A day which will live in infamy

We are hardly unique among humanity when it comes to committing horrible acts.

>It was with great chagrin that I looked through the Daily’s pages this past Thursday, Dec. 7. While the always ignominious sneak attack on Pearl Harbor made mention as it always does, its presence betrayed the absence of other events in this nation’s selective historical memor y. This memor y, glossed over by most as a necessity of war, or the lesser of two evils, is mentioned in passing and then idly swept away under the fanfares of revisionist, victor’s history.

Dec. 7 remains a glowing ember beneath the canvas of fifty-five elapsed years, a black mark etched into the past often evoked in more recent years to stoke September 11 into a similar glowing mnemonic that makes both events’ stars visible in the darkness of our times, sustained by the fuel of tragedy and the fiery passion of nationalism.

But while Dec. 7 stays aloft in the sky, its grotesque counterparts escape popular reflection. On Aug. 6, 1945, Enola Gay’s “Little Boy” killed 70,000- 80,000 people with the unear thly fire of the atom, and condemned another 60,000-70,000 in Hiroshima to suf fer slowly from lethal radiation poison and die in the following weeks. Three days later, the unspeakable recurred, and another 70,000 met the same fate in Nagasaki. This counts as more than a quarter of the population of Nagaskai at the time and more than half of Hiroshima’s, and in both cases the vast majority of these deaths were civilians. Japan surrendered without condition less than a week later on August 15, and allied occupying forces landed within two weeks of Hiroshima’s destruction.

The rest, as it is said, is history. In schools, in the tales of veterans and politicians alike, Hiroshima and Nagasaki are necessary evils, framed as the favorable options to a costly invasion of Japan, and pointing to the kamikaze pilots as the proof to back up this claim. This one-sided view omits analysis or questioning, such as why the Japanese cooperated so much with occupying forces, greeting them as liberators (inspiring the futile notion such might occur in Iraq), and why there was no widespread underground resistance movement. It silences the query of why not one but two atomic bombs were needed to ensure the surrender of an enemy that had fought losing battles for three years, while 61 of its cities were leveled by unceasing air raids. By the end of summer 1945, Japanese military and civilian deaths reached 2.1 million, of a national population of about 70 million.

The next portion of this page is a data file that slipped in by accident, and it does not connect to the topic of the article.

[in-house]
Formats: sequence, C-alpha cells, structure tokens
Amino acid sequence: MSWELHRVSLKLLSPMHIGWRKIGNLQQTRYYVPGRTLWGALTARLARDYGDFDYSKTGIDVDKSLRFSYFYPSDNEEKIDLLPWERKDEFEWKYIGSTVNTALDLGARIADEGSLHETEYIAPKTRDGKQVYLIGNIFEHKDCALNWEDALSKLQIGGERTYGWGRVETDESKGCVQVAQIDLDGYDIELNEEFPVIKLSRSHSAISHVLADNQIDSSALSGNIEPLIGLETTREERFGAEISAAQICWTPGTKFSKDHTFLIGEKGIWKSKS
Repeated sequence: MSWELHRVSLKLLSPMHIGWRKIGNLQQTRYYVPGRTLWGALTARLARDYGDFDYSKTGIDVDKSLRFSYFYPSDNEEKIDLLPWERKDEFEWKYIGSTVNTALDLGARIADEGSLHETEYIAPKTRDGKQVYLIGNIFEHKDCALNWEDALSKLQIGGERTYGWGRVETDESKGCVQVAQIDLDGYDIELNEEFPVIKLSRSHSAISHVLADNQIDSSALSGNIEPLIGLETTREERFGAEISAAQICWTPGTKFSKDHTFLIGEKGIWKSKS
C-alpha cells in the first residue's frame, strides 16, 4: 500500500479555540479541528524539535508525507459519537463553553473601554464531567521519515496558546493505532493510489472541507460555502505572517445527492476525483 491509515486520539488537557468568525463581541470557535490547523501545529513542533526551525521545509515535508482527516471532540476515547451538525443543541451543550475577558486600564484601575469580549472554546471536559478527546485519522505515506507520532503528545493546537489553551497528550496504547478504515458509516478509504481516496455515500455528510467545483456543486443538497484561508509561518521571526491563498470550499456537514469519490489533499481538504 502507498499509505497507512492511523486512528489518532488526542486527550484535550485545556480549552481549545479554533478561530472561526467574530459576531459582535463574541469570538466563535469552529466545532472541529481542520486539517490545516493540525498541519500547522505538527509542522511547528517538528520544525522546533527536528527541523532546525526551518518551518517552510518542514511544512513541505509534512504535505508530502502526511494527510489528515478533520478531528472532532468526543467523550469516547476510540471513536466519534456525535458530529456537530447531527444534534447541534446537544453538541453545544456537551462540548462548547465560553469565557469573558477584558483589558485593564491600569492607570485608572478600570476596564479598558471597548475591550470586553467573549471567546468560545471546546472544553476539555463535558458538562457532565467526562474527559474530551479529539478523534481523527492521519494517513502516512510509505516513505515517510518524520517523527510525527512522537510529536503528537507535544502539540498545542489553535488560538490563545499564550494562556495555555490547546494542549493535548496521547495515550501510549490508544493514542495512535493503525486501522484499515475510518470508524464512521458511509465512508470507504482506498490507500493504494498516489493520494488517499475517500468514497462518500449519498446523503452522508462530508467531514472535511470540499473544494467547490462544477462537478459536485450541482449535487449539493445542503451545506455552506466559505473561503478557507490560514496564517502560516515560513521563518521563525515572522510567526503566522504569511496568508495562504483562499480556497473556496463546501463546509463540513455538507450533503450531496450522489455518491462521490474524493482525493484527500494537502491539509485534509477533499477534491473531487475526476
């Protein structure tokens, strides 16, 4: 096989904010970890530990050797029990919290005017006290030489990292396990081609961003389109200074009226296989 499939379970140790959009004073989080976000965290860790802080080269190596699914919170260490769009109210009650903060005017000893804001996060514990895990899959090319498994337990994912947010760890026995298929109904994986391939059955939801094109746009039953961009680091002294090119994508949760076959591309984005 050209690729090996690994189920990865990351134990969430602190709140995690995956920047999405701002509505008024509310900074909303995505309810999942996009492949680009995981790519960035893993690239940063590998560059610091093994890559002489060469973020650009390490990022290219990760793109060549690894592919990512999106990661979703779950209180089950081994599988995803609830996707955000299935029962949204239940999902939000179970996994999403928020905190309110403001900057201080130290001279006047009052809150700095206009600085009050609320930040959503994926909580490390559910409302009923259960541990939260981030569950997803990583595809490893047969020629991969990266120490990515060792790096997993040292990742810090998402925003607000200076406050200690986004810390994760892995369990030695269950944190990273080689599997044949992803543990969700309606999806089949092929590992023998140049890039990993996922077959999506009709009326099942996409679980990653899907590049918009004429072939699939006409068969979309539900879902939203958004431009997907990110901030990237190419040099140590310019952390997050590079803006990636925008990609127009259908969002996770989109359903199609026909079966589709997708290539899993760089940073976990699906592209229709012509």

To answer these questions, let us look at other events of the war. Countless editorial car toons depicted all Japanese as subhuman apes, monkeys, or lice, while militar y slogans extolled GIs to “Kill Japs, Kill Japs, Kill More Japs.” The night of August 14, with the pending Japanese surrender hours away, General Henr y H. Arnold unleashed 1,000 planes to bomb Tokyo with incendiaries once more. Some of the planes did not return to their bases before the announcement of the surrender officially ended the war. Before the surrender was known to be forthcoming, plans had already been made for a third atomic holocaust.

The abrupt end to the Tokyo War Crimes Tribunal at the onset of the Korean War exposes how hollow the need for unconditional surrender proved to be. Emperor Hirohito, while removed from power, was never prosecuted. America needed a capitalist ally in Asia in the Cold War, and Japan was it. The events of Hiroshima and Nagasaki were quietly buried even while international doctors were baf fled by the consequences of “Disease X” (radiation poisoning) and Australian troops entered the ruins to secure them. In ignoring its slavery of so-called “comfort women” and its own atrocities in Nanjing and China during the course of fifteen years of prolonged war, to this day Japan is merely following the American example.

For the heaps of attention and lofty celestial place allotted to the memory of Pearl Harbor, and the grim pathos for the victims of Nazi concentration camps, there is almost no mention of our own homegrown racism and American acts of genocide. Thursday’s front page featured a special featur e of the stories of genocide, but conspicuous is the absence of our own countr y’s atrocities, the American crimes against humanity. In any objective analysis of histor y, the necessity argument for Hiroshima and Nagasaki cannot stand. It is time the people of this countr y recognize that we among humanity are hardly unique when it comes to committing horrible acts to our fellow men and women.

Lief Mattila is a University undergraduate. Please send comments to [email protected]